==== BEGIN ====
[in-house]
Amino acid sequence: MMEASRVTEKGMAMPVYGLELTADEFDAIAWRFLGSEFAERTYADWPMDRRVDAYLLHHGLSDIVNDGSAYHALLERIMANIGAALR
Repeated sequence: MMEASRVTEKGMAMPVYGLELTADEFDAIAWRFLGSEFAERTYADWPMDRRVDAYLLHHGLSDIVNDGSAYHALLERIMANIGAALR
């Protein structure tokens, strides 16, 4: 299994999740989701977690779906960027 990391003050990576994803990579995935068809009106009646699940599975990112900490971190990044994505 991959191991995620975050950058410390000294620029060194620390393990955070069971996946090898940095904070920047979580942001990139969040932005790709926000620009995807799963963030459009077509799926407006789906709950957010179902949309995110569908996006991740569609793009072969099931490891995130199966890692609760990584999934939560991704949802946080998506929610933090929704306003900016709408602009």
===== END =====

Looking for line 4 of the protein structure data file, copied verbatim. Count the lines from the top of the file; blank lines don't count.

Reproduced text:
């Protein structure tokens, strides 16, 4: 299994999740989701977690779906960027 990391003050990576994803990579995935068809009106009646699940599975990112900490971190990044994505 991959191991995620975050950058410390000294620029060194620390393990955070069971996946090898940095904070920047979580942001990139969040932005790709926000620009995807799963963030459009077509799926407006789906709950957010179902949309995110569908996006991740569609793009072969099931490891995130199966890692609760990584999934939560991704949802946080998506929610933090929704306003900016709408602009």